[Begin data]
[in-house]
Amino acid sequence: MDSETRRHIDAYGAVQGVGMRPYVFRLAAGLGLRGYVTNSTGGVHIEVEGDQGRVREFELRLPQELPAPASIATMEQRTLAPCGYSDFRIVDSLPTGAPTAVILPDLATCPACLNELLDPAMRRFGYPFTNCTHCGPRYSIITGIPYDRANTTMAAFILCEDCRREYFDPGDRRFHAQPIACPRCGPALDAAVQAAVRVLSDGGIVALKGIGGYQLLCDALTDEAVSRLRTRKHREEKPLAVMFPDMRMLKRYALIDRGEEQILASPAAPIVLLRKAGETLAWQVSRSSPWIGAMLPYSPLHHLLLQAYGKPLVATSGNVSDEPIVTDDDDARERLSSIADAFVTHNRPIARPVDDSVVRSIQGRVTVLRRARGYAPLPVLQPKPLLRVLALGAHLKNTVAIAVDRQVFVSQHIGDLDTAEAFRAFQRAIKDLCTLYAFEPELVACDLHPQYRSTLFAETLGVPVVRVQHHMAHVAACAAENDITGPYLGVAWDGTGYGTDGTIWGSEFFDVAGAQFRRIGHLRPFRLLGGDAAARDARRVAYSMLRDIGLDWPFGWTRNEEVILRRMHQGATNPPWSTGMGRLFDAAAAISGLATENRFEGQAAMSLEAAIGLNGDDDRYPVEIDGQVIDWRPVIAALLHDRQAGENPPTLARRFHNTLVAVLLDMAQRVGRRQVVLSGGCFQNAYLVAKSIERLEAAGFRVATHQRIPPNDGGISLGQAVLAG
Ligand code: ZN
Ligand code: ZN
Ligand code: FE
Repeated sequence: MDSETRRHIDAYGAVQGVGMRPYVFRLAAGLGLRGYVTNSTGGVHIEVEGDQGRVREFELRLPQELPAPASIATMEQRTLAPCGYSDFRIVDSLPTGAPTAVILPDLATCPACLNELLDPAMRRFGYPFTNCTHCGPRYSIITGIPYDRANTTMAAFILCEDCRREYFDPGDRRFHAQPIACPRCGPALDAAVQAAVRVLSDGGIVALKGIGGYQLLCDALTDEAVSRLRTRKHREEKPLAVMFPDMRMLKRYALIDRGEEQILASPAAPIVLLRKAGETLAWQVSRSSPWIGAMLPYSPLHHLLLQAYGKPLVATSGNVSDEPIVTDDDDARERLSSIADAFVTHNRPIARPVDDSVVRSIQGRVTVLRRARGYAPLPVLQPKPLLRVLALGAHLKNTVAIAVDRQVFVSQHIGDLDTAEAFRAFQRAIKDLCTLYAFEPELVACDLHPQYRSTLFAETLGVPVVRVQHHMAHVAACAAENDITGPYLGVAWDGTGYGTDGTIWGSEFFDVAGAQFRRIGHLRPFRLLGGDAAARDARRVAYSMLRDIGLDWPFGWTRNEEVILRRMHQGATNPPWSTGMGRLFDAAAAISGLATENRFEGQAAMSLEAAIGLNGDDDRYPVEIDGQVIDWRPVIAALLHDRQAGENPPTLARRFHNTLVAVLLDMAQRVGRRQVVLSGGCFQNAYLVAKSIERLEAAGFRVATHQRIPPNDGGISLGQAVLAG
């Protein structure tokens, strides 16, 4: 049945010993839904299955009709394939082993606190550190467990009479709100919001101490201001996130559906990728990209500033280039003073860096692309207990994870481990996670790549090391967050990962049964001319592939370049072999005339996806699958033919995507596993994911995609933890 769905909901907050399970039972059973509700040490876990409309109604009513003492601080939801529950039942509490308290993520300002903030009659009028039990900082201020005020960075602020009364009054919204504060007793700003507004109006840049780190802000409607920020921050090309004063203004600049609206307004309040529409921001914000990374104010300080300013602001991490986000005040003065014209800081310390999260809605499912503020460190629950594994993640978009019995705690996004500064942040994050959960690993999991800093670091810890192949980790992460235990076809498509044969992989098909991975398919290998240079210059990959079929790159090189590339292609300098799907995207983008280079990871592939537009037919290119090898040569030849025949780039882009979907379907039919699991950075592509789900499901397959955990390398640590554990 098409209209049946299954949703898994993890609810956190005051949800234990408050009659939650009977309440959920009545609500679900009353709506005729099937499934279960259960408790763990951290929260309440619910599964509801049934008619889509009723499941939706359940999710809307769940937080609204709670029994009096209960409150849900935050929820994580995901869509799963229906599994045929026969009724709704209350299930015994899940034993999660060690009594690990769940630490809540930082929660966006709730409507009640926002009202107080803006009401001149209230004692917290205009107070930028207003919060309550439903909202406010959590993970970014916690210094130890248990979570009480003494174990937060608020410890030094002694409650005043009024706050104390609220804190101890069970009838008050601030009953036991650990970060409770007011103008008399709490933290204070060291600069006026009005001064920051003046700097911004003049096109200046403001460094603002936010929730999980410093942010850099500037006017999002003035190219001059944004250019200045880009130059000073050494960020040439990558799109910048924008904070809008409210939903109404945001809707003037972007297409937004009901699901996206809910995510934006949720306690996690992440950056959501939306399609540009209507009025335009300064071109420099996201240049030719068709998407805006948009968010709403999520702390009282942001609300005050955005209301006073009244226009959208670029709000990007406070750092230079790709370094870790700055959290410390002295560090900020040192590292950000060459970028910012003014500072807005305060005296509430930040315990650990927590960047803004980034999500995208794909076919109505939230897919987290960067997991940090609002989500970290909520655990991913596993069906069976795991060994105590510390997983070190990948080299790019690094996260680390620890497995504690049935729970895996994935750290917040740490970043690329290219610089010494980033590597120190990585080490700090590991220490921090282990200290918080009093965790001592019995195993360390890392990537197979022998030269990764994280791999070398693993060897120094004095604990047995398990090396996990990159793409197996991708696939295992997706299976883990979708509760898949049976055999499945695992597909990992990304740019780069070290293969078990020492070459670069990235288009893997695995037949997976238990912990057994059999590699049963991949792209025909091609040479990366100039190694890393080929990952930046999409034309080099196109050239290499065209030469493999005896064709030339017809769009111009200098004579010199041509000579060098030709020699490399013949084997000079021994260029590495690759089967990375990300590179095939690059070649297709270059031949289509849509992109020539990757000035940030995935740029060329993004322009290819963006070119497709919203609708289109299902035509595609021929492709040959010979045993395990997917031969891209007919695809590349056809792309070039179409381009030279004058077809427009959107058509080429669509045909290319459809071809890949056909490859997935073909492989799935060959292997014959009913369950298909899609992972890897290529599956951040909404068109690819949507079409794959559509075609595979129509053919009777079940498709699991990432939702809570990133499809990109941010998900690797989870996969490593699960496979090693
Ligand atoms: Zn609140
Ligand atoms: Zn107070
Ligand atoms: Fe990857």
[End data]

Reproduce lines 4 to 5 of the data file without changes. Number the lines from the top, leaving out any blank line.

Ligand code: ZN
Ligand code: FE